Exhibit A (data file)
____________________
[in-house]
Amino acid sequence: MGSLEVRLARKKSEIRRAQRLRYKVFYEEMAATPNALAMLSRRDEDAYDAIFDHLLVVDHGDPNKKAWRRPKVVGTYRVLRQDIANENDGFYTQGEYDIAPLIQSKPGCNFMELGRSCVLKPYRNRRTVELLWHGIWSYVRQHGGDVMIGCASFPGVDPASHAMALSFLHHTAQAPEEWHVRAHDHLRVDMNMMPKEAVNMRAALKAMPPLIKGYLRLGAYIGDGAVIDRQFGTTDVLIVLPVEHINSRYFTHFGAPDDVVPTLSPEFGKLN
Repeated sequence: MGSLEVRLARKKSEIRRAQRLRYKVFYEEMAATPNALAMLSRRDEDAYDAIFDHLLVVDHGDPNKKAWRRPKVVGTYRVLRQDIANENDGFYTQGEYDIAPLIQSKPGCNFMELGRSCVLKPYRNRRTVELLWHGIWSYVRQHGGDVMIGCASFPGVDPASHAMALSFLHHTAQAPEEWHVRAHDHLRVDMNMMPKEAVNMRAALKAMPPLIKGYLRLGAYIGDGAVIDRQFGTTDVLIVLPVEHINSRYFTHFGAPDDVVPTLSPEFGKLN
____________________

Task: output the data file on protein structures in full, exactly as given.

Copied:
[in-house]
Amino acid sequence: MGSLEVRLARKKSEIRRAQRLRYKVFYEEMAATPNALAMLSRRDEDAYDAIFDHLLVVDHGDPNKKAWRRPKVVGTYRVLRQDIANENDGFYTQGEYDIAPLIQSKPGCNFMELGRSCVLKPYRNRRTVELLWHGIWSYVRQHGGDVMIGCASFPGVDPASHAMALSFLHHTAQAPEEWHVRAHDHLRVDMNMMPKEAVNMRAALKAMPPLIKGYLRLGAYIGDGAVIDRQFGTTDVLIVLPVEHINSRYFTHFGAPDDVVPTLSPEFGKLN
Repeated sequence: MGSLEVRLARKKSEIRRAQRLRYKVFYEEMAATPNALAMLSRRDEDAYDAIFDHLLVVDHGDPNKKAWRRPKVVGTYRVLRQDIANENDGFYTQGEYDIAPLIQSKPGCNFMELGRSCVLKPYRNRRTVELLWHGIWSYVRQHGGDVMIGCASFPGVDPASHAMALSFLHHTAQAPEEWHVRAHDHLRVDMNMMPKEAVNMRAALKAMPPLIKGYLRLGAYIGDGAVIDRQFGTTDVLIVLPVEHINSRYFTHFGAPDDVVPTLSPEFGKLN